Service transgressions, and how customers respond to them, are of ongoing interest to researchers and practitioners. However, whether and how customers forgive such transgressions remains unexplored. Grounding our investigation in interdisciplinary research on forgiveness, and leveraging self-determination theory as an enabling theoretical foundation, we analyze 34 in-depth interviews with customers who experienced transgressions in the health-care, financial, and retailing sectors. We conceptualize customer forgiveness as a motivational process involving customers’ relinquishing of vengeful thoughts and feelings about transgressors. Four distinct pathways of forgiveness emerge as follows: forgiveness as transgressor’s atonement, as disillusionment, as self-healing, and as grace. Customers anchor their forgiveness pathways in motivations that are either self-focused (autonomous) or transgressor-focused (controlled). Each pathway reflects differences in customers’ internal reconciliations of the transgression. Further, we demonstrate the role of transgression circumstances, service recovery, and broader marketplace realities in customer forgiveness. We identify the key underlying moral premise of each pathway. Finally, we show how each forgiveness pathway impacts restoration of customer-service provider relationships.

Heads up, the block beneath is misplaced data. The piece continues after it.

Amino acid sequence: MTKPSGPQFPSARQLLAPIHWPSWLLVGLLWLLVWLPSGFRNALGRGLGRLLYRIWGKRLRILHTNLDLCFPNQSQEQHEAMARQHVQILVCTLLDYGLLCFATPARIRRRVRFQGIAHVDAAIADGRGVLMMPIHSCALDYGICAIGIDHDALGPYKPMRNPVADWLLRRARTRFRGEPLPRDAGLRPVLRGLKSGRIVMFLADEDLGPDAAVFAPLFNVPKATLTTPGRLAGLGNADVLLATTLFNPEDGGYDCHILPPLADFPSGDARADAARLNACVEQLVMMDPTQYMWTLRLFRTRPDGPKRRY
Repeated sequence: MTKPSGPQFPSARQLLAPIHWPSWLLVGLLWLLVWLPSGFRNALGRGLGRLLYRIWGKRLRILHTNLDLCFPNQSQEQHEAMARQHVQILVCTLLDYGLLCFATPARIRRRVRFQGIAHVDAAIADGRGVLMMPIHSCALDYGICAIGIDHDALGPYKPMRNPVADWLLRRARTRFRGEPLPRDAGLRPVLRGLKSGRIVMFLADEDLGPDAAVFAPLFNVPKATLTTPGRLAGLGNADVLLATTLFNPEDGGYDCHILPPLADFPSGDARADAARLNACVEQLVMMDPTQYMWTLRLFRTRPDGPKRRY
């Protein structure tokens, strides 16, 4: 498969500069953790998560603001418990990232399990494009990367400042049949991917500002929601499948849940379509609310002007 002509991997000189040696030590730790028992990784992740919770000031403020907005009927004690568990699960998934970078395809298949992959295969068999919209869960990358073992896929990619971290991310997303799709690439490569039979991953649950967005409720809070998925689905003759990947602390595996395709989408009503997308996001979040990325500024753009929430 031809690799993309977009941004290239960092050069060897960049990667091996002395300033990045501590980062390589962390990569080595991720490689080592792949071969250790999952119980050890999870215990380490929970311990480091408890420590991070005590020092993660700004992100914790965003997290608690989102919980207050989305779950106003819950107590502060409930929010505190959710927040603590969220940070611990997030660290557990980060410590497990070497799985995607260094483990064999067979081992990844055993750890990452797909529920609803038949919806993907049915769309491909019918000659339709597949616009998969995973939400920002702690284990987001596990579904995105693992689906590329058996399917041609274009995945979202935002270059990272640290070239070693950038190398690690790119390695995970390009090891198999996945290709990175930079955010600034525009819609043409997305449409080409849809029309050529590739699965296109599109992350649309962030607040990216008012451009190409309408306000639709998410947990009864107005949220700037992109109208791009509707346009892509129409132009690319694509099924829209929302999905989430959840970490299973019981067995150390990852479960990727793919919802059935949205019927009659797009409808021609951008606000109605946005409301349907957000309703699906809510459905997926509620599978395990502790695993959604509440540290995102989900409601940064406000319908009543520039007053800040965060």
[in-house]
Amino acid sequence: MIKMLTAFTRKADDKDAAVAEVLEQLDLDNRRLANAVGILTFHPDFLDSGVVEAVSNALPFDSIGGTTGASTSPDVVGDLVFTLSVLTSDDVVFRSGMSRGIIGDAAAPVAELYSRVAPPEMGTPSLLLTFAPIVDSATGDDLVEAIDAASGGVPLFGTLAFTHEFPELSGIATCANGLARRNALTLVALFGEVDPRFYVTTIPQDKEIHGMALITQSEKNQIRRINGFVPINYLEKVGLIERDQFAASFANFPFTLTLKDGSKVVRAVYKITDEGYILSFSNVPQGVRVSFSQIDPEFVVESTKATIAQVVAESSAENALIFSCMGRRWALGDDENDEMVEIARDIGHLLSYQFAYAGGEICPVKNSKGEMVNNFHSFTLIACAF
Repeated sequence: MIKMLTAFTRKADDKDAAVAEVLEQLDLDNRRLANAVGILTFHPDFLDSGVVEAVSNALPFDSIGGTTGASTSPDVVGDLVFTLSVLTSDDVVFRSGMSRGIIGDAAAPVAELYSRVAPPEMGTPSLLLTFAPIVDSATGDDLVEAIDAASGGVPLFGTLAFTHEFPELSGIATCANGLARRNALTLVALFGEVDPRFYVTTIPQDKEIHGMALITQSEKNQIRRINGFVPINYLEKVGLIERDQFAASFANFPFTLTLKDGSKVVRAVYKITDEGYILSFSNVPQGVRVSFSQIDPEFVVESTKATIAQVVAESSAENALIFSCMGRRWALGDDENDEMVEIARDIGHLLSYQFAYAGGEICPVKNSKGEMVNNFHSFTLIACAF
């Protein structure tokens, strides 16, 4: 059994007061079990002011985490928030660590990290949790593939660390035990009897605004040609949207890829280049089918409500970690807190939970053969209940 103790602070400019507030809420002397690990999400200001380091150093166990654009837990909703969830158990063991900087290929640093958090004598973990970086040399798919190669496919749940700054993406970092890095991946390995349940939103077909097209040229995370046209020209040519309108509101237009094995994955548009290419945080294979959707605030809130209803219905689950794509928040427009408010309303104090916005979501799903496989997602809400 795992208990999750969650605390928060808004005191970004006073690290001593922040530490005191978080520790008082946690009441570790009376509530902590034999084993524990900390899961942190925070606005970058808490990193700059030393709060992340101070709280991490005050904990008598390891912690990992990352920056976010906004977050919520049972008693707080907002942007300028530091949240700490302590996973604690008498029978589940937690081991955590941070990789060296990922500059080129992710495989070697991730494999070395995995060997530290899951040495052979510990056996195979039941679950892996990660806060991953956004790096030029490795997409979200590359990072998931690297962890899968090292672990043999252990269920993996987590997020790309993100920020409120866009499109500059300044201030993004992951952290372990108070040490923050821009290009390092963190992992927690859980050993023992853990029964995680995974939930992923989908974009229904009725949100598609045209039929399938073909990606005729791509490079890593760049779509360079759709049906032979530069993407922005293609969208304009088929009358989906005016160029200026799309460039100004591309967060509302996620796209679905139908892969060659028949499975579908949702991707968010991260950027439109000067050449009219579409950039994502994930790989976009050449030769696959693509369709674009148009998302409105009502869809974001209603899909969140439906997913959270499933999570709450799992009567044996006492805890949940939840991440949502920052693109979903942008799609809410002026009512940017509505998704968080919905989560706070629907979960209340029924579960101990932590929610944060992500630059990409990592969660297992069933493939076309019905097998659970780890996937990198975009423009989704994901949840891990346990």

- customer forgiveness
- transformative services